For starters, landlords and property managers should conduct a thorough property inspection of the rental unit and create a detailed record of the property. Pictures and videos will enable a property manager to archive ‘before’ pictures that are admissible for legal matters. Upon move-out, the landlord should also take photos for comparison purposes. Property inspections and the ensuing reports precaution, provide solid evidence for supporting claims of any kind of visible property damage. They also act as deterrents to renters who may plan any unauthorized changes to the property in the future. By regularly inspecting your rental unit you will be able to notice unauthorized updates or other property abuse in time. And take the necessary action.
4. Unapproved home improvements
Unapproved DIY home improvements are another source of tenant problems. They come in various forms, the most common being, repainting the property. Or installing shelving where it is not appropriate or where it constitutes a safety hazard. Some tenants may install new fixtures, and damage the floors, walls, and even the ceiling, in the process. Of course, if tenants wish to personalize their living space to a minor degree, it should not present a problem. But the lease agreement should clearly state that the tenant is responsible for repainting or repairing a rental property when their lease is up. And restoring it to its original condition, to avoid losing the security deposit, intended just for such purposes.
5. Tenants sub-letting illegally (and without the owner’s knowledge)
Sub-letting can be a lease-breaking activity if the lease agreement does not allow it. Even if sub-letting is legal in your property’s area, it brings with it, the risk of strangers residing in your property for short (or long) periods. Since sub-letters are not subject to detailed tenant screening (or any screening) at all, there is no telling who these people are. Or the risks you entail by having them on your property. The same holds for unapproved roommates, or long-term stayers. You can add an important clause to your lease that prevents unauthorized subletting or unapproved long-term guests.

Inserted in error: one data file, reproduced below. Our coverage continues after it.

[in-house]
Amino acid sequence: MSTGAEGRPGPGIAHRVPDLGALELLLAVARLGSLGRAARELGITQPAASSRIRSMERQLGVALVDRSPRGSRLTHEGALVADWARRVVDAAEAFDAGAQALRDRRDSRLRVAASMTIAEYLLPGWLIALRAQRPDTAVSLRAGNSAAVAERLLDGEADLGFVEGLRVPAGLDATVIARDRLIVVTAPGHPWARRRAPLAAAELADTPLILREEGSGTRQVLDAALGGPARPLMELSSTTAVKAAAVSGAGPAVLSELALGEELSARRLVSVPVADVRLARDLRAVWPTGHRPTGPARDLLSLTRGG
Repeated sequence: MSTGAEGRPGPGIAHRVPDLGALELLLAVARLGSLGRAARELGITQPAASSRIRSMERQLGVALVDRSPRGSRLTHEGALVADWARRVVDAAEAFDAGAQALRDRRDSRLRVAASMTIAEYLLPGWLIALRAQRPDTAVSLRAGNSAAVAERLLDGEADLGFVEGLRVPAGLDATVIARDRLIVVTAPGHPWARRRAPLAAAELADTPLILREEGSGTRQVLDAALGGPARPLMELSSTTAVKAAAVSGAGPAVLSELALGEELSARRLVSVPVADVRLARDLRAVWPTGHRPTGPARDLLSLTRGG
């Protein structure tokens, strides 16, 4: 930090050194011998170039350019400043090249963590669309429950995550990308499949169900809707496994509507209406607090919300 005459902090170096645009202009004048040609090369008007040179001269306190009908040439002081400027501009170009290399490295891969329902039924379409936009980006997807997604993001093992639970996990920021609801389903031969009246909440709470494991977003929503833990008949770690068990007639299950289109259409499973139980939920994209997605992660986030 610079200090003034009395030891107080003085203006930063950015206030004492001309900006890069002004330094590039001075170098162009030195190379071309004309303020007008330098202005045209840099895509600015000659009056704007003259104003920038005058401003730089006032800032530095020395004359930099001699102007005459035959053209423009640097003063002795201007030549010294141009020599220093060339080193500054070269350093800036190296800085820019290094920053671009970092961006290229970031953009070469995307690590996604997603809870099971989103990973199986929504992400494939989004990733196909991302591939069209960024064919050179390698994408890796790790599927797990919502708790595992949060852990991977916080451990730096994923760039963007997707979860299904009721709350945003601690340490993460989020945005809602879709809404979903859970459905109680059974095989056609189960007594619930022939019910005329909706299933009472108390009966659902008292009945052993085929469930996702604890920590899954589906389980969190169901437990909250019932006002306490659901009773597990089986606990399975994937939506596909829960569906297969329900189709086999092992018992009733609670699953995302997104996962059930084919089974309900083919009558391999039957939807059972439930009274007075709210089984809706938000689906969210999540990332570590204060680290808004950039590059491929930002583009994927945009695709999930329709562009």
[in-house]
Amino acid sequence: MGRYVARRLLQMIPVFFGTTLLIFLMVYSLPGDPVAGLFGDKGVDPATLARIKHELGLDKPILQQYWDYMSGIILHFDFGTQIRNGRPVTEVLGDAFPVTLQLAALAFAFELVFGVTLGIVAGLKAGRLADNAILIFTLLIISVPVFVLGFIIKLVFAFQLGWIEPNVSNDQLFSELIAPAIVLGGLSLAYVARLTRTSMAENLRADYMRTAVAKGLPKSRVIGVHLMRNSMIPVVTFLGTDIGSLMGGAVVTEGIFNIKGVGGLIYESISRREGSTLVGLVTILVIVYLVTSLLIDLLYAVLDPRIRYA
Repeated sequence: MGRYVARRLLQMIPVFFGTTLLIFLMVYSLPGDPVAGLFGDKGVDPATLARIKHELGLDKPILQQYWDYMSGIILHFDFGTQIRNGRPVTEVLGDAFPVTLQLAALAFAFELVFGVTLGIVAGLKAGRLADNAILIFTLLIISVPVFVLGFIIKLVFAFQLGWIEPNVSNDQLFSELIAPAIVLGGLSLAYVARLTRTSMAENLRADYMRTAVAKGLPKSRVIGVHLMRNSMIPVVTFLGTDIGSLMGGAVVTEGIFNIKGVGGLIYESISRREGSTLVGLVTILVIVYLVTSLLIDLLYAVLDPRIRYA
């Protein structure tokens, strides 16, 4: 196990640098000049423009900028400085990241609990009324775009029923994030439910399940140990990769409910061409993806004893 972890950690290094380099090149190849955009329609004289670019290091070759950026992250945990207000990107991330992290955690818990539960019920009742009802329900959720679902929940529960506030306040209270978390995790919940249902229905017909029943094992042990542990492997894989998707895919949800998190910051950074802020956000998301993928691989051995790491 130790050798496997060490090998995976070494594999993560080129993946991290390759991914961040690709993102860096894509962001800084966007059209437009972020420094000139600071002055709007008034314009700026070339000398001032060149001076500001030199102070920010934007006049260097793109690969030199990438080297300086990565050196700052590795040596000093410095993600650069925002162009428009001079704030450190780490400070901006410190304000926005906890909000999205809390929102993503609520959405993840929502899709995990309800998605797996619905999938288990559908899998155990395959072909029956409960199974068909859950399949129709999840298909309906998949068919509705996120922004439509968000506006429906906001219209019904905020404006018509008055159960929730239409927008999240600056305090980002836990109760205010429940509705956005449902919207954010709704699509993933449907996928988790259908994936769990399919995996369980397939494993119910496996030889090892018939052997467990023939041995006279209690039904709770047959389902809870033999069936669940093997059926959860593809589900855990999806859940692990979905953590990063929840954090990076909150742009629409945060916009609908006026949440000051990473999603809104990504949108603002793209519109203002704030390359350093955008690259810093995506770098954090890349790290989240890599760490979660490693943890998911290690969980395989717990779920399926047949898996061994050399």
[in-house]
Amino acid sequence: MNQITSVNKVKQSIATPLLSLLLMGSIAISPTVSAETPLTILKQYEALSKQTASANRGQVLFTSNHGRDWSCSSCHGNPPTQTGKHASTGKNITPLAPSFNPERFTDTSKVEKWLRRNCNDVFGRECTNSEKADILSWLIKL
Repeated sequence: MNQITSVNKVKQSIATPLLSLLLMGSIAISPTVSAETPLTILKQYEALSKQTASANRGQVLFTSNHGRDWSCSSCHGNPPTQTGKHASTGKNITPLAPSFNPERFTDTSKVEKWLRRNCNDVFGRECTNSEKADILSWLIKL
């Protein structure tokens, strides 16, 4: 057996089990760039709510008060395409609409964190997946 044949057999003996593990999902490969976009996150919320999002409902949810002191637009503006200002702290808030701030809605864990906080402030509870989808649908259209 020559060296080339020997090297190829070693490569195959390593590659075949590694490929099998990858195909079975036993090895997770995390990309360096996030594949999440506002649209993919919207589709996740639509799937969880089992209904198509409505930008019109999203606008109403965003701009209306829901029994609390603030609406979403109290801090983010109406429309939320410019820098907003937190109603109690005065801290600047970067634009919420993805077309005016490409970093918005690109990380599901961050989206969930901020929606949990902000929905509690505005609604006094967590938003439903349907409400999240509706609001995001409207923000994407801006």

Sometimes, despite your best efforts to resolve situations with problem tenants, eviction is the only option. Be sure to go about the process with due care and abundant caution. Document everything and maintain a record of the process. Seek legal aid to ensure the eviction is compliant with Florida state laws. Without a legally compliant eviction, you may delay the process for months, and the renter may continue living on the property rent-free. Worse still, you could end up owing your renter money.
How we can help?
When you use Real Property Management to manage your rental homes, our experienced professionals are on your side. We have the skills and more so, the experience to spot problem tenants. Not only will we conduct thorough tenant screenings, but will also carefully check the existing lease agreement against the applicable laws in South Florida. We will consult on matters of importance and include missing terms in the lease agreement. Furthermore, we will rent out the property and also take full responsibility for enforcing the terms of the lease. And if an eviction becomes absolutely necessary, we will handle it professionally to ensure we can rent the unit out again. In the shortest possible time.
Instead of trying to manage this by yourself, just imagine how much easier it would be to let Real Property Management Premier manage it for you. Look no further than Real Property Management Premier.
Contact us online or call 954-800-4433 and ask our property managers about our services in detail.